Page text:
Jungle tarpon – costa rica fly water travel electricity resistance questions

Northern Costa Rica’s Jungle Tarpon Reserve is a vast inland system of freshwater rivers, creeks and flooded lagoons surrounded by verdant rainforest and swampland. During the dry season the lagoons and creeks are reduced to nearly a trickle, but come August, the area literally springs to life. Runoff from surrounding volcanoes fills the creeks, rivers, and lagoons creating a vast inland sea teaming with migratory baitfish, monkeys, wading birds, and caiman. Somehow the primal tarpon of the Pacific sense this and journey over a hundred miles inland to feed on the bounty of the jungle’s flooded interior. The feast attracts tarpon of all sizes with the majority of the fish weighing 50 to 100 lbs. as well as behemoths in the 150 to 200-pound class.

The most unique and dynamic fishery in the region is unquestionably the river. Flowing through a mosaic of virgin rain forest and active farmlands, this mid-sized jungle river is among the most intense and intimate landscapes imaginable to pursue trophy tarpon. When hooked, these big tarpon typically go wild, leaping into overhanging branches or diving into the dark waters to wrap you on countless obstacles. Fighting tarpon here is active-duty jungle combat at its finest.

The other unique fishery is comprised of a network of shallow creek-fed lagoons. While these are meadows in the dry season, in the fall and early winter they are full of baitfish creating an incredible stillwater tarpon fishery. With wind and chop being extremely rare, the lagoons provide a glassy smooth volcano-ringed arena through which hooked tarpon violently erupt.

The Jungle Tarpon Reserve is limited to four anglers per week. All anglers fish two per guide out of local pangas and employ a split-day schedule, typically fishing the river one session and the lagoons the other. Days start early with a 100 yard walk to the boats where a light breakfast of fruit, local pastries and coffee is served on the board as you head out to the morning beat. Late morning you will return to your accommodations for lunch and a siesta and then head out for an afternoon/evening session that typically runs from 2PM-6PM . Fishing will be a mix of casting to rolling or actively feeding fish, blind casting to likely holding spots, or targeting wakes and nervous water in the lagoons. There are even times when the tarpon line up in the mouths of creeks like giant trout and feed explosively on baitfish as they are flushed out of the jungle.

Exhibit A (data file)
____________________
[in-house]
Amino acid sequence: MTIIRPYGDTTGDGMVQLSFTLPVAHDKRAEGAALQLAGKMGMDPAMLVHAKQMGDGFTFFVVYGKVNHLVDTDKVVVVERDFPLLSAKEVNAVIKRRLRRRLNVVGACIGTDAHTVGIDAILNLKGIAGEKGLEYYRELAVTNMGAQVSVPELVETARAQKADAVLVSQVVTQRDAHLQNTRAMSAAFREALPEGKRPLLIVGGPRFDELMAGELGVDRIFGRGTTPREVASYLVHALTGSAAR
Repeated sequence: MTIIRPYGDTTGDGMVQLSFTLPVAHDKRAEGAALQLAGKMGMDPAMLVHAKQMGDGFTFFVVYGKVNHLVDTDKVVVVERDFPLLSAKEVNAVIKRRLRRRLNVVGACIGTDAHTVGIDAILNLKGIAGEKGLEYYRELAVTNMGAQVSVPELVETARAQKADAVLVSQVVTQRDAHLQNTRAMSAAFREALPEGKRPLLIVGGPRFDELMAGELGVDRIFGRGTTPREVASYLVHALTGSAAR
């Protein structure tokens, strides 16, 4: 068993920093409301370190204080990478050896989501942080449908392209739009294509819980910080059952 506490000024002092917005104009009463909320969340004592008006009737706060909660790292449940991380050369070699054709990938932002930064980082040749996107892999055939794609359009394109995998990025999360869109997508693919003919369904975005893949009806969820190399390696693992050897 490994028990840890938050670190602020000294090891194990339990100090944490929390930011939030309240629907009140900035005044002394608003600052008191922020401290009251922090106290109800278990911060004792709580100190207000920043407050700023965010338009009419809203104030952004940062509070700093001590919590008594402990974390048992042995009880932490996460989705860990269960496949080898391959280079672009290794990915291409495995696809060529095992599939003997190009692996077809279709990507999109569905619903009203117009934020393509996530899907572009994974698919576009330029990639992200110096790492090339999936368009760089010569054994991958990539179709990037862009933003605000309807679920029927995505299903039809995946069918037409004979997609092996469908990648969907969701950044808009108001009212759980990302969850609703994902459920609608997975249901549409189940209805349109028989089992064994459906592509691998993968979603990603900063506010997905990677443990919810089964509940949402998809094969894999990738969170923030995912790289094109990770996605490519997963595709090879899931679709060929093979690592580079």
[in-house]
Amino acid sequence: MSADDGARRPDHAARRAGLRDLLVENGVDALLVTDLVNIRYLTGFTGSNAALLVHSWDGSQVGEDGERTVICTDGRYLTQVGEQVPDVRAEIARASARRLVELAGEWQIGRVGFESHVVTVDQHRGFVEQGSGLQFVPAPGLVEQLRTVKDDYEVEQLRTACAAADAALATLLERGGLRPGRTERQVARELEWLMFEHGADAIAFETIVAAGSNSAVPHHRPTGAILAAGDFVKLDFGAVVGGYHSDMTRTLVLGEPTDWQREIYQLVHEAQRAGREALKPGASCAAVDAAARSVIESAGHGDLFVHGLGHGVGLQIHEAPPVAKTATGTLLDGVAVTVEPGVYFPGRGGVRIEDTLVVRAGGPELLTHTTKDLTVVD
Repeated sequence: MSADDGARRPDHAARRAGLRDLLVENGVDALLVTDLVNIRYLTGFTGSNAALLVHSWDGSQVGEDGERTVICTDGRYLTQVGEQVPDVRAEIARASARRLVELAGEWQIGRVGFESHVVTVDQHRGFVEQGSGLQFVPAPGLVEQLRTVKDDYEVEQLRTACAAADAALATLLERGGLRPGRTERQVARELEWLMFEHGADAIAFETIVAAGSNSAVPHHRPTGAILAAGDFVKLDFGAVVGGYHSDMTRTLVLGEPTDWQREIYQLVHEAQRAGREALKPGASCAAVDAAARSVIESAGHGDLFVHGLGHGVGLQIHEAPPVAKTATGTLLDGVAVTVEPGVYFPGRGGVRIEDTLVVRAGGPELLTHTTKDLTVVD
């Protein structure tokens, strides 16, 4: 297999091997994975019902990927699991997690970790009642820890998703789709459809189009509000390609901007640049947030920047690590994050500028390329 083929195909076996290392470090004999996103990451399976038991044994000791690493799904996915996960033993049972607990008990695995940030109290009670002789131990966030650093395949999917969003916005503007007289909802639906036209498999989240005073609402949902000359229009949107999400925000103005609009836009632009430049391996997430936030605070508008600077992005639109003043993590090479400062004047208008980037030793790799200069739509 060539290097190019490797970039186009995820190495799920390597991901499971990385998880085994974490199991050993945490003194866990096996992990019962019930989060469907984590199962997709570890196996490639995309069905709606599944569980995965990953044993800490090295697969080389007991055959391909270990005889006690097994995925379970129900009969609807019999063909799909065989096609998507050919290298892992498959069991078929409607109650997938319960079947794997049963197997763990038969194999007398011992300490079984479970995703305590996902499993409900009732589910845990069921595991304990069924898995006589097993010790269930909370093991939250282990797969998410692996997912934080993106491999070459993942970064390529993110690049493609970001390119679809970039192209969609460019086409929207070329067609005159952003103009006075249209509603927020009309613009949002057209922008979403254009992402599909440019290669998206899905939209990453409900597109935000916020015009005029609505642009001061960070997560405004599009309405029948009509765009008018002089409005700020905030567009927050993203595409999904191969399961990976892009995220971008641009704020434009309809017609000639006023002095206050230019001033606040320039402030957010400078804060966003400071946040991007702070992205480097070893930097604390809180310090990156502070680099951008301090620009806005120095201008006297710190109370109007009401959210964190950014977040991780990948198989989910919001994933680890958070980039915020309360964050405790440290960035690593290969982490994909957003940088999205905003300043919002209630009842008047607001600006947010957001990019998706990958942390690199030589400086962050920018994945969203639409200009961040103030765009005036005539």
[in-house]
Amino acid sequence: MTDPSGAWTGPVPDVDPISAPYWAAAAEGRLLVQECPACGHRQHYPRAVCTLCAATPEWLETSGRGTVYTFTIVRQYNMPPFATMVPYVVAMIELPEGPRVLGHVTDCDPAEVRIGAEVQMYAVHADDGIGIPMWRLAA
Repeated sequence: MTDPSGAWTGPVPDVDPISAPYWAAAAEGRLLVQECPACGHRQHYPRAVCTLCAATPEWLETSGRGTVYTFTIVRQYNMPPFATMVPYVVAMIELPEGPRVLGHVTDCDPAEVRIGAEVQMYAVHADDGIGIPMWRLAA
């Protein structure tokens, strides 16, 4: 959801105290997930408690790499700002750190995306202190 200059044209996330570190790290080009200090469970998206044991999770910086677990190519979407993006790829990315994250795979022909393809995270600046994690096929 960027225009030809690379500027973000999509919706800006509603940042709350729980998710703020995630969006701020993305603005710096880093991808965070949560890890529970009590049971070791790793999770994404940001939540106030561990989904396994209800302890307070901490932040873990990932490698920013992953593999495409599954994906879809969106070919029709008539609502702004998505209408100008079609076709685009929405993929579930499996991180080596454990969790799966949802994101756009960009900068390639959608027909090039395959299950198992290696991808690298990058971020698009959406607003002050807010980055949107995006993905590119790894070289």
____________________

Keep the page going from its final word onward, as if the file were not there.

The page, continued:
Jungle Tarpon Reserve is a rustic fishing-focused travel adventure. The lodging is simple but comfortable. Guests stay in private family-owned cabanas less than 100 yards from where they board the fishing pangas. They have two single beds, private baths with semi-warm water showers and ceiling fans. The property has a large covered outdoor area perfect for fly tying, relaxing between fishing sessions and evening drinks. Meals are all taken at one of a number of small simple restaurants in the nearby town. It is a very personal affair providing anglers an unfiltered glimpse of this rural ranching settlement. Almost all the restaurants serve a variation of the same dish: fried fish, chicken, or pork served with a side of rice and beans. If you have elaborate dietary needs, this might not be the place for you.

Jungle Tarpon Reserve is a collaborative effort between head guide and host Tom Enderlin and Solid Adventures of Sweden. It does not take long to notice that American expat Tom Enderlin is a smart, passionate guy looking to create a unique and sustainable fishing destination. He truly cares about the tarpon, the environment, and making a positive impact in the region.

Tom has created a program where all of his anglers will be volunteers supporting conservation through the Bonefish & Tarpon Trust. Each landed tarpon will be measured and scale-samples will be analyzed by their Tarpon Genetics Program. The big picture of this is to better understand how these unique tarpon fit into the global tarpon scheme, and how to better implement protection of these majestic fish for future generations. Tom also operates a small non-profit called Conservación Bosque del Sábalo. The goal of this project is to create an internationally recognized freshwater tarpon sanctuary that would promote environmental stewardship, community awareness, enhanced scientific understanding, and the creation of sustainable economic opportunities.